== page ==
The United States may have lost to Belgium 2-1 in the World Cup's Round of 16, but they put up a terrific effort through the full 120 minutes. In second-half stoppage time, they even nearly came away with a shocking winner that would have sent them to the quarterfinals for the first time since 2002. But it was not to be — both because of a terrible miss and confusing circumstances surrounding a call that might or might not have occurred.
On the stroke of the second minute of the three added to regulation, U.S. striker Chris Wondolowski, who came on as a substitute in the 72nd minute, found himself with a terrific chance at a winner right in front of the goal. A header from midfielder Jermaine Jones found Wondo with a great deal of space at the goalmouth with Belgian goalkeeper Thibaut Courtois not in an ideal position. And then this happened:
It was an absolutely horrific miss for a player known as one of the top goalscorers in MLS. In fact, he was on the pitch just to take advantage of a chance just like this. For a second, all American fans felt intense agony. Here's a GIF to relive the pain forever and ever:
Then everyone learned that it wouldn't have counted anyway, at least according to the TV broadcast. ESPN commentator Ian Darke said that Wondolowski had been flagged for being offside. However, the replay showed that Wondo was in a legitimate position:
But maybe the linesman had it right all along? Darke later corrected himself and stated that the linesman had raised his flag for the ensuing goal kick, not offside.
In fact, FIFA's own stat sheet shows the United States was not whistled for a single offside.
Even still, some people on the scene insisted that Wondo had been called offside:
The confusion persisted well after the end of the match, with plenty of fans telling others to lay off Wondo for the miss:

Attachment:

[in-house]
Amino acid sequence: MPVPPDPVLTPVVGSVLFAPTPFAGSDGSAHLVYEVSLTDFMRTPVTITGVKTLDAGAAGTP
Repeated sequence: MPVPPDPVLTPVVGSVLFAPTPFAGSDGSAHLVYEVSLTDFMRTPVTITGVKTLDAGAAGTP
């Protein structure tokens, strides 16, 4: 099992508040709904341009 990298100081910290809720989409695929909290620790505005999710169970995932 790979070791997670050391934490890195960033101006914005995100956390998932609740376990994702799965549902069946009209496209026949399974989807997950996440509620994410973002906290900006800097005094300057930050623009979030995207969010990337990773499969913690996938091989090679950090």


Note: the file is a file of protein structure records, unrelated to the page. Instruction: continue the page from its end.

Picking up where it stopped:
Some people even said it was preferable that he missed, because having a goal wrongly disallowed would have been the most heartbreaking ending possible:
So what actually happened? It's still unclear what happened in the moment, but as noted above the official FIFA stat page shows the United States with no offsides violations in the match. This suggests that Wondolowski's shot would have counted had it gone in. I guess we'll have to live with the pain of his miss for a while.
To make matters even worse, it was not the first time Wondolowski had missed such an easy chance in a big match. In the 2011 Gold Cup vs. Panama, he had this mistake:
It got extra painful for the United States in the first 15 minutes of extra time, when Belgium scored two goals from Kevin De Bruyne and Romelu Lukaku. Nineteen-year-old winger Julian Green got one back for the United States to make it a match once again, but they could not find an equalizer to stay alive in the 2014 World Cup. Belgium took the match 2-1 to move into a quarterfinal against Argentina on Saturday.
When it comes to U.S. soccer, expect a whole lot of drama. Unfortunately, it's also best to prepare for heartbreak.
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